Richardson search<br>turns up nothing
TUSAYAN — "We have a 13-year-old boy missing. Think about that. Think."
Those were the final words heard by searchers in a briefing Saturday morning before heading out to look for missing Tusayan teen Justin Richardson in a 64-mile area of Kaibab National Forest. At the end of the day, the 152 searchers had found no trace of the boy.
A Navajo County search and rescue mounted unit prepares to go out to search for Justin Richardson Saturday.
"We found no clues, no evidence and we did a pretty thorough search," Capt. Terry Lawson of the Coconino County Sheriff’s Office said Monday morning. "We gave it a good shot. The investigation is continuing."
Comparing the situation to finding "a needle in a haystack," Lawson said the search area features challenging terrain with little water.
"He could be 20 yards over there and we wouldn’t know it," Lawson said while looking over the area about five miles west of Moqui Lodge near the Grand Canyon Railway tracks. "If he’s out here, he probably didn’t survive. One way or another, there needs to be closure. The most difficult search you can have is to look for someone who is unresponsive."
Saturday’s search began just after 9 a.m. and went until 7 p.m., although dogs were out during the early-morning hours during cooler temperatures. National Park Service and Department of Public Safety helicopters flew the area, but only before 8 a.m. and after 6 p.m., because of the corridor used by air tours.
"It’s in the flight path of the air-tour operators," Lawson said. "They are keeping an eye on the ground. In effect, they have become a search resource."
Searchers from eight agencies were on the scene Saturday. Besides the Coconino County Sheriff’s Office, others contributing were the National Park Service, U.S. Forest Service, Department of Public Safety and search and rescue personnel from Maricopa, Pinal, Yavapai, Mohave and Navajo counties.
Sgt. Randy Servis, incident commander on scene, said there were 152 searchers on foot, horseback and in all-terrain and four-wheel drive vehicles. About eight dogs, bloodhounds and shepherds, took part in the search. More than half stayed on Sunday to keep looking.
"We have people from all over the state here," Lawson said. "All the sheriff’s offices have search and rescue coordinators ... and they network with one another."
All possibilities are being examined in the search effort. For example, searchers were assigned to keep an eye on condors to see if they are circling a particular area.
It’s possible that a lost person could fall to the natural surroundings. In fact, searchers were asked to be careful because of the area’s mountain lions and snakes, along with cliffs and overhangs. In the midst of monsoon season, lightning has been a daily occurrence. There was even a report of an aggressive pack of wild dogs roaming the forest.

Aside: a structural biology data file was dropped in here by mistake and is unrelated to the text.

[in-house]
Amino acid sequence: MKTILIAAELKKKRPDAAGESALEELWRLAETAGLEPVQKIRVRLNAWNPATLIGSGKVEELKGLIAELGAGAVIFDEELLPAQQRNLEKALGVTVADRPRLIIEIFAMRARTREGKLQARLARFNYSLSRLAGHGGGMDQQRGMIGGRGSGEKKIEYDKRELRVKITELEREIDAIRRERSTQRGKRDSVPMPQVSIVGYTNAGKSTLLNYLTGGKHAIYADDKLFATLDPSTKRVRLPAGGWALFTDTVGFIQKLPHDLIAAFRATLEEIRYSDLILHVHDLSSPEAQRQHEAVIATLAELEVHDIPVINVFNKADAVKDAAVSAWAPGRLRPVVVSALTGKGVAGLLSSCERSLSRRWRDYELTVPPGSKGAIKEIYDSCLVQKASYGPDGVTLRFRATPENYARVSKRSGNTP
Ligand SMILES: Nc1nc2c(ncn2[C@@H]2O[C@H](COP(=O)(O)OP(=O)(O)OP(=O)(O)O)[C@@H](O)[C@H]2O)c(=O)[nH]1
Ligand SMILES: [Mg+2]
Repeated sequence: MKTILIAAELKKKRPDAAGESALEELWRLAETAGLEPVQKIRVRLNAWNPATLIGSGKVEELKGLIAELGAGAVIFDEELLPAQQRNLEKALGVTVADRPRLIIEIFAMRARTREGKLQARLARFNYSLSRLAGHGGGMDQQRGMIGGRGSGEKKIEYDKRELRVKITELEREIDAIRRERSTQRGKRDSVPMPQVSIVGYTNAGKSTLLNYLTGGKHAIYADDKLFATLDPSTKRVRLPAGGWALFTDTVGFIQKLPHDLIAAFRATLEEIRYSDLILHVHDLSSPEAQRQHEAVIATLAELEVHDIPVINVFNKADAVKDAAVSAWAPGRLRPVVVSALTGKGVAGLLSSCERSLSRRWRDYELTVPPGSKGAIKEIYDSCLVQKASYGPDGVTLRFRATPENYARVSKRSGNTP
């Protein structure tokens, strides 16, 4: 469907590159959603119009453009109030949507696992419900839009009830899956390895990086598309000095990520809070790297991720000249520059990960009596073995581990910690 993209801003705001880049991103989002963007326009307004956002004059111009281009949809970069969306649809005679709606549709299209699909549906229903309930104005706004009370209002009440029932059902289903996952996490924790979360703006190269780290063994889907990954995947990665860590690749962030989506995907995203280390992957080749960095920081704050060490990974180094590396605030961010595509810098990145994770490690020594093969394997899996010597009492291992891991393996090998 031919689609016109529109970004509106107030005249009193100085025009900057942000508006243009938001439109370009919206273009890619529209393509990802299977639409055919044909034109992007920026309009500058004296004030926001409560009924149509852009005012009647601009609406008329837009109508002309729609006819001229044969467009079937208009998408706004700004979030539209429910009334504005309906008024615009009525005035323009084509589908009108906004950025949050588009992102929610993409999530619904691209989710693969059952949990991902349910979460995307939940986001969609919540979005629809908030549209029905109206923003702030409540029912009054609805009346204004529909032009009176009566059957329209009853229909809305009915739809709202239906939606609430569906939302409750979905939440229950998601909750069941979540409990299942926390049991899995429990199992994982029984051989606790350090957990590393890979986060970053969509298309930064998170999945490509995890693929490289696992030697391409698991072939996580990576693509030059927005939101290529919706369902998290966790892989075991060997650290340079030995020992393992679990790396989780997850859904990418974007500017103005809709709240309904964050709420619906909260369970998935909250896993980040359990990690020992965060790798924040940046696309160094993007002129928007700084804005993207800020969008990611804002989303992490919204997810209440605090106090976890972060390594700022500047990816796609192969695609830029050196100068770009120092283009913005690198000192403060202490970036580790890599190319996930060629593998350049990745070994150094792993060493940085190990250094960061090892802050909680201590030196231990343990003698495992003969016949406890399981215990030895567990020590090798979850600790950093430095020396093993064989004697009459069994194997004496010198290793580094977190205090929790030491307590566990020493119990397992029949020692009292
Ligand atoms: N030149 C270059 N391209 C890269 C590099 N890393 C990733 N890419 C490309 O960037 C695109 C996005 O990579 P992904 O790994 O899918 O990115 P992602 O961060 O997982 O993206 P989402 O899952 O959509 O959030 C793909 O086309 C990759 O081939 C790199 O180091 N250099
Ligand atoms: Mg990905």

Richardson was last seen in a spot near Road Tank off Forest Road 328 or Rowe Well Road in the Coconino Wash area. Coordinators segmented a 64-square-mile area and assigned searchers to those areas.
"Where he was last seen becomes our primary search area," Lawson said. "Then we expand out beyond that. Basically, it’s a bunch of little searches within a big search."
Theories on Richardson’s whereabouts vary from a possible mountain lion attack to an abduction to running away to Chicago to be with his girlfriend.
One thing is certain — the teen was familiar with the area’s terrain. As a lifelong resident, officials feel that it's difficult to imagine Richardson not being able to find his way out. The railroad tracks were not far from where he was last seen, Grand Canyon National Park lies only a few miles north, frequent air tours fly overhead and Rowe Well Road is one of the more well-traveled back roads in the forest.
Richardson went out into the woods with three friends, ranging in age from 18 to 21, on the Thursday evening of June 28. Lawson said they drove out in a car to an area near the tracks to "party," smoking methamphetamine.
From there, a series of odd events led to three of the four being found. Two of the men took off on foot. Apparently disoriented as to their location, the men walked south on the tracks toward Valle and were found the next day by Grand Canyon Railway employees.
Meanwhile, the car wouldn’t start Friday morning for the remaining man and Richardson. At about 9 a.m., Richardson’s remaining companion was coming down of his drug high and fell asleep.
"That’s the last time he saw him," Lawson said. "Friday at about 5 p.m., he woke up ... stayed the night and hiked back on Saturday. He made it a few miles up the road and was picked up."
After making it back to town, the man did not report Richardson’s disappearance and neither did the other two who were found by the railway. On the Sunday afternoon of July 1, Richardson’s father, John, reported his son missing to local sheriff’s deputies.
"They started doing inquiries and treated it as a runaway case," Lawson said. "Then it became obvious that he might be out here. That’s when the investigators got involved. They began tracking down leads ... but the problem was that we had been several days into it by then."
The father and mother, who lives in Flagstaff, were in the search camp Saturday waiting for any word. The family requested no interviews from the media.
Meanwhile, many friends and acquaintances of the Richardson family in Grand Canyon-Tusayan were talking about the incident last week, hoping the boy decided to run away and is still alive somewhere.
The sheriff's office met Monday to determine what course of action to take next.